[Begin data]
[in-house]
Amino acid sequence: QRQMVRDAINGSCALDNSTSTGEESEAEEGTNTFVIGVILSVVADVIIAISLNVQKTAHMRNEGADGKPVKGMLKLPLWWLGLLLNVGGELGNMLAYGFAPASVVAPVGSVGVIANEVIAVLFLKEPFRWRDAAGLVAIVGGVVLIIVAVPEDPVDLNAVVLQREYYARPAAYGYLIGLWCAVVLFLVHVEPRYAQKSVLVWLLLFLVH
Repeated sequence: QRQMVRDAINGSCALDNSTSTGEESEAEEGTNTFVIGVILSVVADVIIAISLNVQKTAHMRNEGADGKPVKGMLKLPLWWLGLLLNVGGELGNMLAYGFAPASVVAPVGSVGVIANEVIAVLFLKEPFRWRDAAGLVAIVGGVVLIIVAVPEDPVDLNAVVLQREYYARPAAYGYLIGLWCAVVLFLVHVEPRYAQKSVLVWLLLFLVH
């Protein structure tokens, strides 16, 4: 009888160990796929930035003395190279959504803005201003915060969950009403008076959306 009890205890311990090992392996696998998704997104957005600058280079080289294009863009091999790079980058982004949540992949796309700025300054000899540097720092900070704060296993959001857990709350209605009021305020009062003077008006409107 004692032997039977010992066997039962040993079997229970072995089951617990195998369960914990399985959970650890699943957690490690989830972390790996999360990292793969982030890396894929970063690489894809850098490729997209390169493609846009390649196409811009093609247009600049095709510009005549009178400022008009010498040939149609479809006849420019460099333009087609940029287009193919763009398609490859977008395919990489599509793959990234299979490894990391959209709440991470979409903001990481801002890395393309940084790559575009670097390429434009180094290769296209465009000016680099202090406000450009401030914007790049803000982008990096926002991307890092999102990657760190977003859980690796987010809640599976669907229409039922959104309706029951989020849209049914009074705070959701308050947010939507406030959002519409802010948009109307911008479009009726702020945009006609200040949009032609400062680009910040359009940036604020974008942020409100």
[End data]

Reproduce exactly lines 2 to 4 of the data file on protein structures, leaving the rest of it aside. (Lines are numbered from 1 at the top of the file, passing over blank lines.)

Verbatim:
Amino acid sequence: QRQMVRDAINGSCALDNSTSTGEESEAEEGTNTFVIGVILSVVADVIIAISLNVQKTAHMRNEGADGKPVKGMLKLPLWWLGLLLNVGGELGNMLAYGFAPASVVAPVGSVGVIANEVIAVLFLKEPFRWRDAAGLVAIVGGVVLIIVAVPEDPVDLNAVVLQREYYARPAAYGYLIGLWCAVVLFLVHVEPRYAQKSVLVWLLLFLVH
Repeated sequence: QRQMVRDAINGSCALDNSTSTGEESEAEEGTNTFVIGVILSVVADVIIAISLNVQKTAHMRNEGADGKPVKGMLKLPLWWLGLLLNVGGELGNMLAYGFAPASVVAPVGSVGVIANEVIAVLFLKEPFRWRDAAGLVAIVGGVVLIIVAVPEDPVDLNAVVLQREYYARPAAYGYLIGLWCAVVLFLVHVEPRYAQKSVLVWLLLFLVH
């Protein structure tokens, strides 16, 4: 009888160990796929930035003395190279959504803005201003915060969950009403008076959306 009890205890311990090992392996696998998704997104957005600058280079080289294009863009091999790079980058982004949540992949796309700025300054000899540097720092900070704060296993959001857990709350209605009021305020009062003077008006409107 004692032997039977010992066997039962040993079997229970072995089951617990195998369960914990399985959970650890699943957690490690989830972390790996999360990292793969982030890396894929970063690489894809850098490729997209390169493609846009390649196409811009093609247009600049095709510009005549009178400022008009010498040939149609479809006849420019460099333009087609940029287009193919763009398609490859977008395919990489599509793959990234299979490894990391959209709440991470979409903001990481801002890395393309940084790559575009670097390429434009180094290769296209465009000016680099202090406000450009401030914007790049803000982008990096926002991307890092999102990657760190977003859980690796987010809640599976669907229409039922959104309706029951989020849209049914009074705070959701308050947010939507406030959002519409802010948009109307911008479009009726702020945009006609200040949009032609400062680009910040359009940036604020974008942020409100």